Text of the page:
So, as a general rule, you get this option that is much cheaper than having a fleet of cars and it can scale up or down much easier. As another example, a company could also own 20 or 30 corporate cars for 1,000 employees, but if once per month it needs 10 more, it can just use those shared cars for the day, pay for them on the spot with their corporate credit card and then not have them the rest of the month. These options give you much more flexibility and can make your life much easier as a company manager.
A big barrier to corporate car sharing appears to be managing risk, both in terms of liability, vehicle downtime as a result of accidents, and vulnerability to theft. How are these issues being addressed?
When you take the corporate car sharing approach described above and leverage existing fleets by making them available for corporations, you’re not adding much risk by adding corporate users, and it represents an opportunity for B2C operators to increase their utilization. So, in fact, it’s a massive opportunity with very low incremental risk for these mobility operators.
What do you believe is the near-, mid-term and long-term future of car sharing in North America, particularly for traditional business and government fleets?
Let me answer this with another question. How many cars have remained parked for weeks or even months in corporate lots due to the COVID crisis? Companies have essentially been shoveling money out the window for months and there is no way that this wasted expense doesn’t bring them to reconsider ways to optimize their fleet!
In the short term, companies will look for solutions to reduce their fleet costs, as they have been doing. However, we believe it will become more prevalent in a COVID and post-COVID world in which the use of videoconferencing skyrockets and where it is highly likely that people will travel fewer miles. Corporate fleet utilization needs to be maximized and we expect that sharing solutions will enable these corporate fleets to reduce in size (by inserting more tech in the process) and even be partially or completely replaced by other options (which should also involve sharing).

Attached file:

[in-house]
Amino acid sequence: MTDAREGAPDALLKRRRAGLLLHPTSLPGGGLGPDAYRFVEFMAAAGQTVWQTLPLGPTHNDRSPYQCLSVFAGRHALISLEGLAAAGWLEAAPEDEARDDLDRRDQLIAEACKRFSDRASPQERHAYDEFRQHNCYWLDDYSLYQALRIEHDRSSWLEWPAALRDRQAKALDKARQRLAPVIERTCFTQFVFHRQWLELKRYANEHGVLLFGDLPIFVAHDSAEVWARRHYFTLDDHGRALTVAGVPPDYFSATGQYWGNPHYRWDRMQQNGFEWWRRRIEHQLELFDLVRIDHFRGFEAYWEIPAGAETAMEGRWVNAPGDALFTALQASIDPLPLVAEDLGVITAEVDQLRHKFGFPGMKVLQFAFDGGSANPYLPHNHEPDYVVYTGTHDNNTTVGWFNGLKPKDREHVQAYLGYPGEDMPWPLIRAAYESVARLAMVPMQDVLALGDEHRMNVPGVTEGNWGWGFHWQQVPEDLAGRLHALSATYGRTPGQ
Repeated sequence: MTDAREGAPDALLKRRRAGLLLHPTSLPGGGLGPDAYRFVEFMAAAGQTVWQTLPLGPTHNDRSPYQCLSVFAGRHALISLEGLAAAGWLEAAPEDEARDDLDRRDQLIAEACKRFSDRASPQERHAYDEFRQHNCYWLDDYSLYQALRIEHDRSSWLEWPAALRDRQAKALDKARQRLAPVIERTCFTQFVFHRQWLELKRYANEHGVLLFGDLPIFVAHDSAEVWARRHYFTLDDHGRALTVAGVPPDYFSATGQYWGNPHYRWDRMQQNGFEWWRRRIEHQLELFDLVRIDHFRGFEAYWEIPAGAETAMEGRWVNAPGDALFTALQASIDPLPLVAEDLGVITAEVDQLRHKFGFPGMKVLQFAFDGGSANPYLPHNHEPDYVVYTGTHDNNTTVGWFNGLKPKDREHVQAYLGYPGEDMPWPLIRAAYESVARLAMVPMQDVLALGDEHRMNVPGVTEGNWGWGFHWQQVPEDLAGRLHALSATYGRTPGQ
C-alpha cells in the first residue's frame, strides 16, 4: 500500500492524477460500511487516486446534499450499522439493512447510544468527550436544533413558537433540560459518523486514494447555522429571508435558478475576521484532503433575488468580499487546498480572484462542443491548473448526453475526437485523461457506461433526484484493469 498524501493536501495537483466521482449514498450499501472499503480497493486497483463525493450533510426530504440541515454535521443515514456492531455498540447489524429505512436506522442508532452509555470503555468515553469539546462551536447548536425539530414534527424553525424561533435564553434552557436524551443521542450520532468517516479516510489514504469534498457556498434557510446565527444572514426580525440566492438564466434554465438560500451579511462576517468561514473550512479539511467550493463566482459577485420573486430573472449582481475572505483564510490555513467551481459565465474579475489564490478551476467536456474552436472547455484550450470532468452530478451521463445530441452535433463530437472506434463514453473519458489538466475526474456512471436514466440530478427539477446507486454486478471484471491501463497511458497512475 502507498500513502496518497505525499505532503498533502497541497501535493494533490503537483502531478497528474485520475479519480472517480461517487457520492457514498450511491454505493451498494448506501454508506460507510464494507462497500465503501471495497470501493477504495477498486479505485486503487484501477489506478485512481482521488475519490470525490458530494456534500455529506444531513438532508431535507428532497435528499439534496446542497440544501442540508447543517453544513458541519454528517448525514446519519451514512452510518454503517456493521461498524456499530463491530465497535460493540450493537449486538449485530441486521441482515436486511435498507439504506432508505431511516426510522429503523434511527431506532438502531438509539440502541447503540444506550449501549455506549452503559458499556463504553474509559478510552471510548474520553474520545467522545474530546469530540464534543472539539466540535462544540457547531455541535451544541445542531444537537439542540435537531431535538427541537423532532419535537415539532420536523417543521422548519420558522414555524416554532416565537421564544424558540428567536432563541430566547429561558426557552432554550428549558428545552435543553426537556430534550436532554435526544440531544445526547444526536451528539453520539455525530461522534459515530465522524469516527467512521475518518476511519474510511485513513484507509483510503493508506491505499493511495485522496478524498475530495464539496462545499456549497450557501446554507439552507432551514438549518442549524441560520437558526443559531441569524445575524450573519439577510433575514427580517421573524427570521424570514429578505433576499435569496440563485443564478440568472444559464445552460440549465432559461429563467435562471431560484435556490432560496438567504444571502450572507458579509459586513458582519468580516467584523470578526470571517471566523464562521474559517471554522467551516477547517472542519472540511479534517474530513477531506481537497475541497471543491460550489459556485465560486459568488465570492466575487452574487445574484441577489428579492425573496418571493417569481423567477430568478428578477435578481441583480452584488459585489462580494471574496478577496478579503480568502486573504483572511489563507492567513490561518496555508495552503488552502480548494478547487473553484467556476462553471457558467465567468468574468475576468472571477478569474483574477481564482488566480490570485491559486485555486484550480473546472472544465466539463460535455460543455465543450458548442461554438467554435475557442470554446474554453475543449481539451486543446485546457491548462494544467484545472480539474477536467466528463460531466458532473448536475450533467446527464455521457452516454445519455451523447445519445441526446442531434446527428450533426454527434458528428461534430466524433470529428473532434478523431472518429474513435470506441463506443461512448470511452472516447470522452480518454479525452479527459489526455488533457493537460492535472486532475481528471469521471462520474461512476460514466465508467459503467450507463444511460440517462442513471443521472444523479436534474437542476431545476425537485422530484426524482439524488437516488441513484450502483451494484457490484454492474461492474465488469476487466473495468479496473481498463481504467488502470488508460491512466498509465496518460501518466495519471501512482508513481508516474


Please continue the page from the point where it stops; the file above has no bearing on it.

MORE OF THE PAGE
Mid to long term, electrification will lower maintenance costs for shared fleets and further tech enhancements will continue shifting the paradigm towards sharing by reducing operational complexities even more.
If car sharing by businesses and government does have a future, what will make it happen?
This market is still in its infancy, so a market recalibration is quite normal. We believe that B2C schemes will flourish, but in targeted initiatives, many of which we are working on right now. Many things will drive these initiatives, including flexible tech that enables more ways to monetize cars for less upfront development costs. You can also bet that government incentives like lower permit fees and subsidies will be part of the mix, as share mobility operators increasingly work with local and state/provincial governments to enhance city living.
The movement towards sharing in the corporate world will continue occurring organically under the radar, especially after the COVID shock, as a way for companies to rationalize costs and reduce risk that fleets will stay idle for long periods.